The personal experience of one of the authors, who has taught science to tertiary students for over 15 years, tells a similar story. Despite regular sessions in the laboratory, students find it difficult to grasp the notion of a process that guides the progression of scientific inquiry, and which may include: making observations, defining research questions, gathering information, forming hypotheses, performing experiments, collecting, analysing, and interpreting data, drawing conclusions, and communicating results. With little or no understanding of this iterative process, students have difficulty recognising which stage of the process they are undertaking or identifying the next step in the investigation. Therefore they rely heavily on direction from educators or written laboratory manuals.

Along with an understanding of science facts and an understanding of the scientific method of inquiry, a third goal of learning science is the development of intellectual skills necessary to perform competent investigations. Also referred to as “problem solving skills,” “science process skills,” “scientific thinking,” the rationale behind developing these skills is to provide training for would-be scientists (Zachos, Hick, Doane, & Sargent, 2000). In terms of the learner, the distinction between the latter two goals of science education is, in the first case, knowing the sequence of steps to take to perform an investigation, and second, having the cognitive skills to perform them.

Within the context of his work on technological advances in inquiry learning, de Jong (2006) noted that, “[s]tudies of young students’ knowledge and skills indicate that many students in large parts of the world are not optimally prepared for the requirements of society and the work place” (p. 532). In Australia, this concern has been expressed about science students at tertiary level, “few students appear to have developed expert problem solving skills that enable them to cope effectively with learning independently and effectively in the sciences” (Hollingworth & McLouglin, 2001, p. 32). The concern that many tertiary-level science students lack the higher order thinking skills (e.g., problem solving) to enable them to carry out competent investigations, is reiterated by the authors.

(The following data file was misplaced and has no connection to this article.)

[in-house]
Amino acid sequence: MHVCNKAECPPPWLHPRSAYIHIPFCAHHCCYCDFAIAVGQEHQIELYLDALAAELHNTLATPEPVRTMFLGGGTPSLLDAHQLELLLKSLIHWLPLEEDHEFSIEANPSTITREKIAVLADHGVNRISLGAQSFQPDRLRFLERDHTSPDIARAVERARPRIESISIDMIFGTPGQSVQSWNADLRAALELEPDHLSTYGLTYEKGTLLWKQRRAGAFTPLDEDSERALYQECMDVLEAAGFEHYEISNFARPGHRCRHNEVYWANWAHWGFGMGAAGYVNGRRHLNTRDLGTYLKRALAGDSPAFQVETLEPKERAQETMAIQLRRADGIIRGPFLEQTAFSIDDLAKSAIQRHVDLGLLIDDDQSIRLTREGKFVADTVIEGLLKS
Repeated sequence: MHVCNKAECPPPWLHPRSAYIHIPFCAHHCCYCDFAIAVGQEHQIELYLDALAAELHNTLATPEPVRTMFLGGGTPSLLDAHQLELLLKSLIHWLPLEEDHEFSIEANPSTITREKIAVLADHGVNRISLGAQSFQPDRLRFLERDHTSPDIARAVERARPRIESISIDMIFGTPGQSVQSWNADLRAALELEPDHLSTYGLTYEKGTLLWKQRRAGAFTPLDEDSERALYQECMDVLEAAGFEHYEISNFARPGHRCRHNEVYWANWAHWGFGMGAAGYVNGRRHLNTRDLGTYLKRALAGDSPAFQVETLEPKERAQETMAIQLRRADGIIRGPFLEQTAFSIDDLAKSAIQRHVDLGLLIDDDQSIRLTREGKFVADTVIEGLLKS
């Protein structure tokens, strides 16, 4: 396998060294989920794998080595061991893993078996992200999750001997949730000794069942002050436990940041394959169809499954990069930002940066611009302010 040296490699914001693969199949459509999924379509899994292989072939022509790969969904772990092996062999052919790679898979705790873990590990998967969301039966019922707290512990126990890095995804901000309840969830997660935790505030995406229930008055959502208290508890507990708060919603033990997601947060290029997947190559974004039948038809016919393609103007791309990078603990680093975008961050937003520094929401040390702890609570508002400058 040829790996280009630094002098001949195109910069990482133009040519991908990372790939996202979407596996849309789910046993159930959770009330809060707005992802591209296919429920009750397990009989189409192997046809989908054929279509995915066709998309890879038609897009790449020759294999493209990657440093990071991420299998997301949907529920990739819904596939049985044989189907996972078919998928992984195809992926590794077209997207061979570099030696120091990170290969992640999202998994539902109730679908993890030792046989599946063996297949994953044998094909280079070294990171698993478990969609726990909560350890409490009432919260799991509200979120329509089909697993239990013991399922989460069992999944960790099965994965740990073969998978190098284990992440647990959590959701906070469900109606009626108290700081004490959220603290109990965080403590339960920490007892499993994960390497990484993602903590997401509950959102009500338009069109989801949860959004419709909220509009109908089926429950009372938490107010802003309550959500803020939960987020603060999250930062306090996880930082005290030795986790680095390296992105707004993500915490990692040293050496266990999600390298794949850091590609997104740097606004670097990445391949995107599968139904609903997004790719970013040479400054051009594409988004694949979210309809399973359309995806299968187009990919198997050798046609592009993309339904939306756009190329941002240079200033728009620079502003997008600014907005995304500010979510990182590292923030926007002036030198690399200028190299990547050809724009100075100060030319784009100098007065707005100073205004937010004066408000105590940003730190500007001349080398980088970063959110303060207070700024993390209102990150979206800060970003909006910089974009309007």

Key Terms in this Chapter

Break-Even Analysis: The point or state at which profits are equal to costs.

Pedagogical Approach: The broad principles and methods of education used in teaching practice. Goodyear (2005) suggests that pedagogical approach can be subdivided into Pedagogical Philosophy (to describe beliefs about how people learn) and High Level Pedagogy (to describe a broad approach between philosophy and action).

Tasks: Here we follow the approach by Goodyear (2005) and use task to describe a specification for learner activity. Activity is what students actually do.

Pedagogical Strategies: The actions and intentions of a pedagogical approach described at a level that hides confusing detail. Tactics describe detailed methods by which the strategy is effected.

Learning Object: Any digital entity that can be reused as a resource for teaching and learning. Simple learning objects may include images or “chunks” of text, whereas elaborate learning objects may include examples such as a stand alone, online tutorial containing content and questions, or a digital video demonstrating the use of a piece of scientific equipment.

Reuse: The use of a pre-existing learning object created for a particular educational context in a new educational context.

Learning Design: A specification of the critical components of a general pedagogical approach. Critical components include pedagogical strategies, tasks students are required to perform, resources and supports to help students complete tasks, and expected cognitive outcomes for students. The learning design also describes the sequence of events and specifies at what stage particular resources and supports are available. It may also includes a time line.